There are a lot of people who think we know no fear in this job. Take my word for it, that is equine brown stuff. The fear is like a bear trap, buried deep in the stomach, and tightly shut around your guts. If you don’t show it, it’s because you’ve blanked out your imagination. Imagination is a bad thing when you’re dealing with a bomb.

It’s the relay that scares me the most, more than the clock even. The relay has four sets of make/break contacts, all wired. These wires then disappear below the clock. Another four sets of three wires emerge from beneath the other side of the clock to the four detonators, buried deep in semtex.

Each det has three wires instead of two; so our bomb maker has put in another, possibly a dummy, probably a make circuit for the relay. If I cut it, the relay drops out, one of the four contacts makes, big bang, and oblivion.

There are four batteries, all wired, he loves the number four does this fellah, and the clock is extra special too. It’s a cheap thing, and he’s painted red lines on it to tell me how close I am to being a dripping red smear on the ceiling. Right now… perhaps thirty seconds.

I can’t obey rule one (don’t mess with it) because there are people on the floors above me. I can’t clamp or block the relay contacts, he’s resin glued a perspex cover and there’s no time to cut through it. I can’t get to the power connectors on the relay coil, they’re underneath, and I can’t yank the dets out because the whole thing is fitted into a box with the precision of a Harrison clock. It’s not a high tech bomb, but it’s a good one. The way a bad nightmare is good because you wake up from it. Except this nightmare has a cheap tick, and the ticks are running out.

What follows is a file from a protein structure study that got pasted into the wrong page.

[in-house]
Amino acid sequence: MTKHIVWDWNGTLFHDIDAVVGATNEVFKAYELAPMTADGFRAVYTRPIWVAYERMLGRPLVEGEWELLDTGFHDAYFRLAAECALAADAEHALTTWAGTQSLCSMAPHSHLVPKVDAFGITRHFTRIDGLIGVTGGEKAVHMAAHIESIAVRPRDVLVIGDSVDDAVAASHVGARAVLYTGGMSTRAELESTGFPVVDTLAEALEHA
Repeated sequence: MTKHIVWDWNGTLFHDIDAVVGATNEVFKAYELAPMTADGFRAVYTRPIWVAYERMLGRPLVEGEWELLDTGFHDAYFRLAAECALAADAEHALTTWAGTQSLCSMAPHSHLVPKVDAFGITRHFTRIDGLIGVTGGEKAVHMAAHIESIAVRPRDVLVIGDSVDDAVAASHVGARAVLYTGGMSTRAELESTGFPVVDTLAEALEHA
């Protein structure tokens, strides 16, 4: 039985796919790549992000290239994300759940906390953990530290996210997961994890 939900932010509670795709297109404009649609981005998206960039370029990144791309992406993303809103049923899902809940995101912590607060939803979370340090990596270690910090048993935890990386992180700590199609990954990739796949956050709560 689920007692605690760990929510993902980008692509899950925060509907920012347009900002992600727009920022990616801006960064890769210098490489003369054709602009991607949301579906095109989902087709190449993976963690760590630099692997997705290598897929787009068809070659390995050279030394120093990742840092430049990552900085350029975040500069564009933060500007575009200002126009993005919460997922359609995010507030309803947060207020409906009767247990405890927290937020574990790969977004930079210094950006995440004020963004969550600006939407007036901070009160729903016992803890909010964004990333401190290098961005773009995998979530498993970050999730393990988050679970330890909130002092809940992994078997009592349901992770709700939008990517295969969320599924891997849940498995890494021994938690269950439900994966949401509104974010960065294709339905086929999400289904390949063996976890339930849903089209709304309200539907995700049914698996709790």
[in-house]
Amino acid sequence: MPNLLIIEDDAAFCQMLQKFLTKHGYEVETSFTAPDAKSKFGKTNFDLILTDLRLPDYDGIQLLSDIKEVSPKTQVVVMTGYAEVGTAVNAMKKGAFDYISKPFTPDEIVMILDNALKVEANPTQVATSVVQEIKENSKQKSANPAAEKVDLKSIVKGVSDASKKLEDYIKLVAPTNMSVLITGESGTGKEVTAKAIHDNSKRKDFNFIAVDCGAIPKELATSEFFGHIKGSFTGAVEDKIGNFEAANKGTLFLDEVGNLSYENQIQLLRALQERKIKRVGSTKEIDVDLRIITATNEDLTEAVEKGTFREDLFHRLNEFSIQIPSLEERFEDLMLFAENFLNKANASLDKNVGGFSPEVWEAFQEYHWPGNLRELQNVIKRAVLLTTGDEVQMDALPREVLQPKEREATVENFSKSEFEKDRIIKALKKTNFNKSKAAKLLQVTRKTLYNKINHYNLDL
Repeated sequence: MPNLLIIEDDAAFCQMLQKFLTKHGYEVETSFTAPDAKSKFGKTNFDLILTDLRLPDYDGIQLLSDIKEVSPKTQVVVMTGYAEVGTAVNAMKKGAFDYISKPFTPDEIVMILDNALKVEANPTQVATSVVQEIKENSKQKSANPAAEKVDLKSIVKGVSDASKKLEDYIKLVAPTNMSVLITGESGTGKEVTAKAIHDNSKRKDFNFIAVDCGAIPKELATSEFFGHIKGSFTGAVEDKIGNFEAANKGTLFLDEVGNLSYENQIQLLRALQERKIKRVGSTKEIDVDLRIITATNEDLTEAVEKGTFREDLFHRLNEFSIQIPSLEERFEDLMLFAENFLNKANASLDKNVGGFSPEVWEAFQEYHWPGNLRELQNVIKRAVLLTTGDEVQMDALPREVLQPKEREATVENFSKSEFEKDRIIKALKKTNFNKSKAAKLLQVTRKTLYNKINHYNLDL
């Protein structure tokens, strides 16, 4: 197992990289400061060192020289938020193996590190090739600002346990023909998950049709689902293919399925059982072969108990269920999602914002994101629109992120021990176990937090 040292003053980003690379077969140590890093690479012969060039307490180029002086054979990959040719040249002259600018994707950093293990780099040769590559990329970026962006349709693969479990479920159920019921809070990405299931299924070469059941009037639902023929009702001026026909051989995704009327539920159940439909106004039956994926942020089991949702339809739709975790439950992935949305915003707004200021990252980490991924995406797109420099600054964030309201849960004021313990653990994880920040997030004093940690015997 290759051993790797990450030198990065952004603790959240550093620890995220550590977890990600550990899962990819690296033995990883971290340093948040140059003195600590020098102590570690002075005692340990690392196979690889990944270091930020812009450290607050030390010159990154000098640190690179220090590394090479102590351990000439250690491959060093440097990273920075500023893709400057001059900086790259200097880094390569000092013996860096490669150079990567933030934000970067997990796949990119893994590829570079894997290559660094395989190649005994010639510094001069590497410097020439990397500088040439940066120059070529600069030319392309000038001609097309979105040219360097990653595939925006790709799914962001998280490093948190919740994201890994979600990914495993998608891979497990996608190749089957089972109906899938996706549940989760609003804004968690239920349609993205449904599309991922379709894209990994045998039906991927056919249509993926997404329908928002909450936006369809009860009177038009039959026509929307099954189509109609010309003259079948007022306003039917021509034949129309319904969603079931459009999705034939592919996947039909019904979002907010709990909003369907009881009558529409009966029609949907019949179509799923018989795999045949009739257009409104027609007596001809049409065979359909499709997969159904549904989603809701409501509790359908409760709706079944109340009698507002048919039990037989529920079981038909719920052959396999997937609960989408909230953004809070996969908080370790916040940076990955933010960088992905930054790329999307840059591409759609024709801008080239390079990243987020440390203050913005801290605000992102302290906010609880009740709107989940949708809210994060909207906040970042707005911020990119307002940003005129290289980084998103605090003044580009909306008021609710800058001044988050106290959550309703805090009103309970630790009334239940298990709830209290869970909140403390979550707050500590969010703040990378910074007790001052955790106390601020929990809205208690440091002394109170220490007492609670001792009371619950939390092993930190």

So do I cut the red wire ? … Well, he’s thought of that old cliché too, because in the bowl of spaghetti that is this bomb’s wiring, all the bloody wires are red.

Bob Clay is an ex Merchant Navy / GCHQ / general layabout now living in Cornwall and looking after computers in a comprehensive school.

Thursday, November 15

matthew thirteen

by Mel George

The fingers